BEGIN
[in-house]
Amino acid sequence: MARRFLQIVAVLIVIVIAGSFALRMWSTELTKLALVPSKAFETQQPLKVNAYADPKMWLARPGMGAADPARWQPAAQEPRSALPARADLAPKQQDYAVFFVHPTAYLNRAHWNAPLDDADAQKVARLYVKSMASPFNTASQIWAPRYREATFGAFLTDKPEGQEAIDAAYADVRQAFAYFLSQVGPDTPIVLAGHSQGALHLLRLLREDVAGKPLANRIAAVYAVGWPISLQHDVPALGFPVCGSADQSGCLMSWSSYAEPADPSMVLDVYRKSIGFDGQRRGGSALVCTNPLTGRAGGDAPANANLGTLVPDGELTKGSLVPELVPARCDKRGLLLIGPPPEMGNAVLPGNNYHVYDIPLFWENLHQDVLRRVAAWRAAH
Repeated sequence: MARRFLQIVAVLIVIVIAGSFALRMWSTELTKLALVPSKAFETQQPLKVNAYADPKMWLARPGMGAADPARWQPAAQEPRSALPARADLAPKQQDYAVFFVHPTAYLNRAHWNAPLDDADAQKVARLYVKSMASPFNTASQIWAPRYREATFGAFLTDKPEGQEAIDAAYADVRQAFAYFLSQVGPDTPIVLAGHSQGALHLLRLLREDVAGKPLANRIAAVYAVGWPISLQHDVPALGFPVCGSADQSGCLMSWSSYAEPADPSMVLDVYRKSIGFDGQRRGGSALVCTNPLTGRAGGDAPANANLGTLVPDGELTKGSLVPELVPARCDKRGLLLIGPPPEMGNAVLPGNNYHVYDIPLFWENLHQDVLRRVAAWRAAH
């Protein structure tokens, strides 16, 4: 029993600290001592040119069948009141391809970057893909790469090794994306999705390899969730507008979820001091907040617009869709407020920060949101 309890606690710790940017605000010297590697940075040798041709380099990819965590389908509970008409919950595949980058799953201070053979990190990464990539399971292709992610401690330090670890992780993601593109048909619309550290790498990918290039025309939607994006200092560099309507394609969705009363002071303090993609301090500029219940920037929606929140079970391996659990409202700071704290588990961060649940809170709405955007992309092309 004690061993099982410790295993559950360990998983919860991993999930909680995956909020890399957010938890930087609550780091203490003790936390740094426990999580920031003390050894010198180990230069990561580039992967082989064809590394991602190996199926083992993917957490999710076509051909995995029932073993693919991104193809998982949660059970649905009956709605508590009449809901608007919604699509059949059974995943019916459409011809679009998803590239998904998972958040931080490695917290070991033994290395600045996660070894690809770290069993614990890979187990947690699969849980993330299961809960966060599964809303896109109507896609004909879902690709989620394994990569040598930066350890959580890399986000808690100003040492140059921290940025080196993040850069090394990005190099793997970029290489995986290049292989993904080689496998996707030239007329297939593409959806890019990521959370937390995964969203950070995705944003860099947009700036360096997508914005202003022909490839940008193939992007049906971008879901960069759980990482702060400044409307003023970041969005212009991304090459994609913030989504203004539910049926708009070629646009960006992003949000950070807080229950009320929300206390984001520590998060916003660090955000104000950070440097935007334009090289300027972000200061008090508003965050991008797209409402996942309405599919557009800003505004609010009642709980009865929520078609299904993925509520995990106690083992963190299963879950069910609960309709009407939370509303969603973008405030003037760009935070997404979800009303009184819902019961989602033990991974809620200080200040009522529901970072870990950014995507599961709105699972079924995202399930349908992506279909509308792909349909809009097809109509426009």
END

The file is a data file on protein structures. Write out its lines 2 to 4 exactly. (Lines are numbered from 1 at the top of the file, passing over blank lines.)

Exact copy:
Amino acid sequence: MARRFLQIVAVLIVIVIAGSFALRMWSTELTKLALVPSKAFETQQPLKVNAYADPKMWLARPGMGAADPARWQPAAQEPRSALPARADLAPKQQDYAVFFVHPTAYLNRAHWNAPLDDADAQKVARLYVKSMASPFNTASQIWAPRYREATFGAFLTDKPEGQEAIDAAYADVRQAFAYFLSQVGPDTPIVLAGHSQGALHLLRLLREDVAGKPLANRIAAVYAVGWPISLQHDVPALGFPVCGSADQSGCLMSWSSYAEPADPSMVLDVYRKSIGFDGQRRGGSALVCTNPLTGRAGGDAPANANLGTLVPDGELTKGSLVPELVPARCDKRGLLLIGPPPEMGNAVLPGNNYHVYDIPLFWENLHQDVLRRVAAWRAAH
Repeated sequence: MARRFLQIVAVLIVIVIAGSFALRMWSTELTKLALVPSKAFETQQPLKVNAYADPKMWLARPGMGAADPARWQPAAQEPRSALPARADLAPKQQDYAVFFVHPTAYLNRAHWNAPLDDADAQKVARLYVKSMASPFNTASQIWAPRYREATFGAFLTDKPEGQEAIDAAYADVRQAFAYFLSQVGPDTPIVLAGHSQGALHLLRLLREDVAGKPLANRIAAVYAVGWPISLQHDVPALGFPVCGSADQSGCLMSWSSYAEPADPSMVLDVYRKSIGFDGQRRGGSALVCTNPLTGRAGGDAPANANLGTLVPDGELTKGSLVPELVPARCDKRGLLLIGPPPEMGNAVLPGNNYHVYDIPLFWENLHQDVLRRVAAWRAAH
């Protein structure tokens, strides 16, 4: 029993600290001592040119069948009141391809970057893909790469090794994306999705390899969730507008979820001091907040617009869709407020920060949101 309890606690710790940017605000010297590697940075040798041709380099990819965590389908509970008409919950595949980058799953201070053979990190990464990539399971292709992610401690330090670890992780993601593109048909619309550290790498990918290039025309939607994006200092560099309507394609969705009363002071303090993609301090500029219940920037929606929140079970391996659990409202700071704290588990961060649940809170709405955007992309092309 004690061993099982410790295993559950360990998983919860991993999930909680995956909020890399957010938890930087609550780091203490003790936390740094426990999580920031003390050894010198180990230069990561580039992967082989064809590394991602190996199926083992993917957490999710076509051909995995029932073993693919991104193809998982949660059970649905009956709605508590009449809901608007919604699509059949059974995943019916459409011809679009998803590239998904998972958040931080490695917290070991033994290395600045996660070894690809770290069993614990890979187990947690699969849980993330299961809960966060599964809303896109109507896609004909879902690709989620394994990569040598930066350890959580890399986000808690100003040492140059921290940025080196993040850069090394990005190099793997970029290489995986290049292989993904080689496998996707030239007329297939593409959806890019990521959370937390995964969203950070995705944003860099947009700036360096997508914005202003022909490839940008193939992007049906971008879901960069759980990482702060400044409307003023970041969005212009991304090459994609913030989504203004539910049926708009070629646009960006992003949000950070807080229950009320929300206390984001520590998060916003660090955000104000950070440097935007334009090289300027972000200061008090508003965050991008797209409402996942309405599919557009800003505004609010009642709980009865929520078609299904993925509520995990106690083992963190299963879950069910609960309709009407939370509303969603973008405030003037760009935070997404979800009303009184819902019961989602033990991974809620200080200040009522529901970072870990950014995507599961709105699972079924995202399930349908992506279909509308792909349909809009097809109509426009």